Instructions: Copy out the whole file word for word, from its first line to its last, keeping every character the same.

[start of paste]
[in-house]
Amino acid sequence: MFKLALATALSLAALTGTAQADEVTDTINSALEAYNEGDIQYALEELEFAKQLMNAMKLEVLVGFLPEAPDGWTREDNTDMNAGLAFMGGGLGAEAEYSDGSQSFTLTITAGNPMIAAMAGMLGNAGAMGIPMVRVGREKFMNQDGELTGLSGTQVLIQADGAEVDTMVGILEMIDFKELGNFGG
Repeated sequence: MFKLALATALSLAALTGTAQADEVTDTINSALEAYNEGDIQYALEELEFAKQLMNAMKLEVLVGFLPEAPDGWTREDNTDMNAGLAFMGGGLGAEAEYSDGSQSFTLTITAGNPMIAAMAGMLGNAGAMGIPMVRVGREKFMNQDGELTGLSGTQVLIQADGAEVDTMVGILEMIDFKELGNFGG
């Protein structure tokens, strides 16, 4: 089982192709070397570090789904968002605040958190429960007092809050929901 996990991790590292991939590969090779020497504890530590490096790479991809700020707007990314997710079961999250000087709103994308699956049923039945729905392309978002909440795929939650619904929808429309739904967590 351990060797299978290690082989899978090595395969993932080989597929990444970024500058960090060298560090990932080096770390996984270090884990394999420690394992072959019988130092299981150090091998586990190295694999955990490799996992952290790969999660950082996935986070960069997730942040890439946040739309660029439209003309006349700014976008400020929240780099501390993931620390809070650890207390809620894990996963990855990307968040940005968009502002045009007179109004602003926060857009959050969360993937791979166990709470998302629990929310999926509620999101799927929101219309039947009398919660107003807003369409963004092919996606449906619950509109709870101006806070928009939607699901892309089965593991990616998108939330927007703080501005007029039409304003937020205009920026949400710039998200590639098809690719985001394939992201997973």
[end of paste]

[in-house]
Amino acid sequence: MFKLALATALSLAALTGTAQADEVTDTINSALEAYNEGDIQYALEELEFAKQLMNAMKLEVLVGFLPEAPDGWTREDNTDMNAGLAFMGGGLGAEAEYSDGSQSFTLTITAGNPMIAAMAGMLGNAGAMGIPMVRVGREKFMNQDGELTGLSGTQVLIQADGAEVDTMVGILEMIDFKELGNFGG
Repeated sequence: MFKLALATALSLAALTGTAQADEVTDTINSALEAYNEGDIQYALEELEFAKQLMNAMKLEVLVGFLPEAPDGWTREDNTDMNAGLAFMGGGLGAEAEYSDGSQSFTLTITAGNPMIAAMAGMLGNAGAMGIPMVRVGREKFMNQDGELTGLSGTQVLIQADGAEVDTMVGILEMIDFKELGNFGG
């Protein structure tokens, strides 16, 4: 089982192709070397570090789904968002605040958190429960007092809050929901 996990991790590292991939590969090779020497504890530590490096790479991809700020707007990314997710079961999250000087709103994308699956049923039945729905392309978002909440795929939650619904929808429309739904967590 351990060797299978290690082989899978090595395969993932080989597929990444970024500058960090060298560090990932080096770390996984270090884990394999420690394992072959019988130092299981150090091998586990190295694999955990490799996992952290790969999660950082996935986070960069997730942040890439946040739309660029439209003309006349700014976008400020929240780099501390993931620390809070650890207390809620894990996963990855990307968040940005968009502002045009007179109004602003926060857009959050969360993937791979166990709470998302629990929310999926509620999101799927929101219309039947009398919660107003807003369409963004092919996606449906619950509109709870101006806070928009939607699901892309089965593991990616998108939330927007703080501005007029039409304003937020205009920026949400710039998200590639098809690719985001394939992201997973």